ACUE sat down with Derek Bruff, director of the Vanderbilt University Center for Teaching and Learning, to discuss his new book Intentional Tech: Principles to Guide the Use of Educational Technology in College Teaching. In this Q&A, Bruff shares favorite stories from the book, busts a common myth about digital natives, and argues that effective use of technology can’t happen without effective teaching practices.
Your new book tackles teaching with technology. Why did you decide to focus on this topic?
As part of my job at a teaching center, I’m always meeting faculty and other instructors who are using technology in creative and effective ways to foster student learning. I’m always taken by stories of technology use that involve learning activities or outcomes that would be challenging or impossible without the tech. I’ve been collecting these kinds of stories for years, and I wanted to share those stories in a way that would inspire other educators to be intentional in their technology use.
You’ve written about the “surprisingly long conversations” you had with editors about the title. Why did you settle on Intentional Tech?
When new technologies enter the scene, we’re not always sure how to use them to support student learning. If there’s not some alignment between how we’re using the tech and our teaching and learning goals, it can become a distracting shiny object. My goal with the new book is to give readers some principles and practices they can use to be more intentional in their use of educational technology, thus the title, Intentional Tech.
It took a while to settle on the title because I’ve written a technology book that’s as much about the humans involved as it is about the tech. I share a lot of stories in the book, including stories from my own classroom and life, as well as stories of faculty in a variety of disciplines and teaching contexts. My editors and I had some rich conversations (over several months) about possible titles that would convey both the practical purpose and the narrative approach of the book, and we think Intentional Tech does the job.
Would you tell us a favorite story about how and why a faculty member is using a particular technology tool?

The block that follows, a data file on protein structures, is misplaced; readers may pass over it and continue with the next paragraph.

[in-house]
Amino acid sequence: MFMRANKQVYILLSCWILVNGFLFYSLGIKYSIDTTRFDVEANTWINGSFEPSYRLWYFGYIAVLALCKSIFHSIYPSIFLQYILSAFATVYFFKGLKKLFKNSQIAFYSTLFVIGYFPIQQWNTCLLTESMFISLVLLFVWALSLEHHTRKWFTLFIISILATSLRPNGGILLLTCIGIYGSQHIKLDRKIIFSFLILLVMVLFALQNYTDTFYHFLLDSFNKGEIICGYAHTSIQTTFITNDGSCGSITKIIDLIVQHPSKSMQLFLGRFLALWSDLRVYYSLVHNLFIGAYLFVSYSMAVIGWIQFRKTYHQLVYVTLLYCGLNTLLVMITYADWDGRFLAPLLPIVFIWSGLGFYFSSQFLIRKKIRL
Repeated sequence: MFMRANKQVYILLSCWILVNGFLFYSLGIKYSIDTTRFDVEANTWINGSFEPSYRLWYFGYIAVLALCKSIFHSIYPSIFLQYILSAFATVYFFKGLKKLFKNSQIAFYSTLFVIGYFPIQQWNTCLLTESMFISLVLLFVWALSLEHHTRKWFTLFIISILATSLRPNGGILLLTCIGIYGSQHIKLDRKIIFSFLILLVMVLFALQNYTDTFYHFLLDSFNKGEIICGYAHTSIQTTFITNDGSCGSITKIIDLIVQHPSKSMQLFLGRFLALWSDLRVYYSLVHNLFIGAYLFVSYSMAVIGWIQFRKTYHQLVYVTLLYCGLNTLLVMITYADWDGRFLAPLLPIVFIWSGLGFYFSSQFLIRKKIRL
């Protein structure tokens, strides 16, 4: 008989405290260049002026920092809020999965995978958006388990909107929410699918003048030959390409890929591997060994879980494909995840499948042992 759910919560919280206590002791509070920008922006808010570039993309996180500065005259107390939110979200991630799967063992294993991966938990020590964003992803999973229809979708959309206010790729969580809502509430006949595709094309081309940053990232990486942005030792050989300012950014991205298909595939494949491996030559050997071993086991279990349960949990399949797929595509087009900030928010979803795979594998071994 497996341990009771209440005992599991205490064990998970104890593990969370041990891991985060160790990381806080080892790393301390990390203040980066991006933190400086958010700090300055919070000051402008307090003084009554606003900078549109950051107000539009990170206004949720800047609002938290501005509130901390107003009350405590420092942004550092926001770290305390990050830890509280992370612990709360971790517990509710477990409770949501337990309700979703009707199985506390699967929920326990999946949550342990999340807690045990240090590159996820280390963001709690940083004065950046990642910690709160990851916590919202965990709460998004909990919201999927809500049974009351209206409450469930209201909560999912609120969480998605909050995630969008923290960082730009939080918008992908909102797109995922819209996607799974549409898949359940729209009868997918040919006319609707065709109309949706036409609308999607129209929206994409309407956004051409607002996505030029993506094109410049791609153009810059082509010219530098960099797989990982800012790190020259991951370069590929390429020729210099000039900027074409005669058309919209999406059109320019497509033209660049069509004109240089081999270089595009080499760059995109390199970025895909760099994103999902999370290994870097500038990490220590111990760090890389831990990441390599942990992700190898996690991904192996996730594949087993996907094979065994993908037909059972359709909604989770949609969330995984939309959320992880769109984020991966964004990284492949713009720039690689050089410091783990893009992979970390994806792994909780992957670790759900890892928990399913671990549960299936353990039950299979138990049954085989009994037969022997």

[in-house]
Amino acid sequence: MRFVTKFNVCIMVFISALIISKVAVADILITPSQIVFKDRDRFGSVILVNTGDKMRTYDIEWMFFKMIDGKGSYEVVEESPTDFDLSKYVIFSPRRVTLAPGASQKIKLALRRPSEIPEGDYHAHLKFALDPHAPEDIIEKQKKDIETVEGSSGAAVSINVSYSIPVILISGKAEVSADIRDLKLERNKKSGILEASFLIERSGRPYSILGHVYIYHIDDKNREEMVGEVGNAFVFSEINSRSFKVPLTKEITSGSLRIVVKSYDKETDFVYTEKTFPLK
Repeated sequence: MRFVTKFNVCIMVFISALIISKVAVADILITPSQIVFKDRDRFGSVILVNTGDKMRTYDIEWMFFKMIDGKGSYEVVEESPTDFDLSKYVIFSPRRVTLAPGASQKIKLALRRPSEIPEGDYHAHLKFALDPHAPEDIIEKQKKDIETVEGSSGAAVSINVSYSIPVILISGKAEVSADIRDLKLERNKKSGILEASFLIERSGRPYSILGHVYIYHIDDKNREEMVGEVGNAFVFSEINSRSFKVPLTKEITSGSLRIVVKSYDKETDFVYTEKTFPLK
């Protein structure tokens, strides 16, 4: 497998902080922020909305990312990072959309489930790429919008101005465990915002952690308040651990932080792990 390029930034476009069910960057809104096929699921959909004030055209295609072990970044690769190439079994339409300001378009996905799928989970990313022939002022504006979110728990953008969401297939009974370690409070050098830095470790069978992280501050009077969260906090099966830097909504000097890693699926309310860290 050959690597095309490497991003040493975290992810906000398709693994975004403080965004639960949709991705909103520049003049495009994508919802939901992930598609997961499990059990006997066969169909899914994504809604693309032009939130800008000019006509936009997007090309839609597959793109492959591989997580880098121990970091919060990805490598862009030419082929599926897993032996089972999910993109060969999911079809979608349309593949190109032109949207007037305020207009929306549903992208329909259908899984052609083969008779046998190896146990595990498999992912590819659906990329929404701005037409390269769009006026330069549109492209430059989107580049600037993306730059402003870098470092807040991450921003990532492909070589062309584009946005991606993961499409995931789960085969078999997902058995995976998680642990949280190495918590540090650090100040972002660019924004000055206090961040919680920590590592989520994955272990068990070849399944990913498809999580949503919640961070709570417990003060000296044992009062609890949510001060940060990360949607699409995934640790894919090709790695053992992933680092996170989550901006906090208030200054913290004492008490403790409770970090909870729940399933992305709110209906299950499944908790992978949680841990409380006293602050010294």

One of my favorite stories in the book is about Ashley Hasty. She uses a tool called VoiceThread to teach visual merchandising at Indiana University. She asks her students to work in groups and design window displays for local non-profits. Hasty asked her students to upload photos of their finished displays to VoiceThread and add audio annotations to explain their design.
The effect was revealing. Hasty learned why her students made the choices they did. In some cases, what looked like a poor design decision turned out to be the result of a constraint the client placed on the display. In other cases, students struggled to articulate why they had made particularly effective design choices; the technology forced a level of self-reflection that might not have otherwise occurred. These audio annotations allowed Hasty to be more responsive to her students’ learning needs through insights that weren’t self-evident in the final products.
I love this example because it’s a great match between technology and pedagogy. I learned about a tool I had never used in my own teaching, and I got to explore a discipline I don’t know much about. And I only learned about Hasty’s story because I posted an inquiry about creative uses of VoiceThread on Twitter and a mutual colleague connected us!
As you were researching and writing the book, was there anything that surprised you or challenged your thinking?
Something that challenged me was a realization I had while writing my chapter on multimodal assignments. When giving students nontraditional assignments like infographics or podcasts or digital stories, students usually need a lot of scaffolding. That is, they need assistance figuring out how to do the thing and what’s expected of them. This can mean having students submit proposals or drafts for feedback, analyzing finished products to reverse engineer how they’re put together, or helping to draft their own grading rubrics. These learning activities are just as important for more traditional assignments, because a lot of our students aren’t that experienced at writing research papers or giving presentations, either!
I think one of the advantages of exploring ways to use new technologies in our teaching is that we’re prompted to think more deeply about how and why our students learn, with or without technology. As my former Vanderbilt colleague, John Rakestraw, used to always say, “You can’t talk about teaching with technology without talking about teaching.”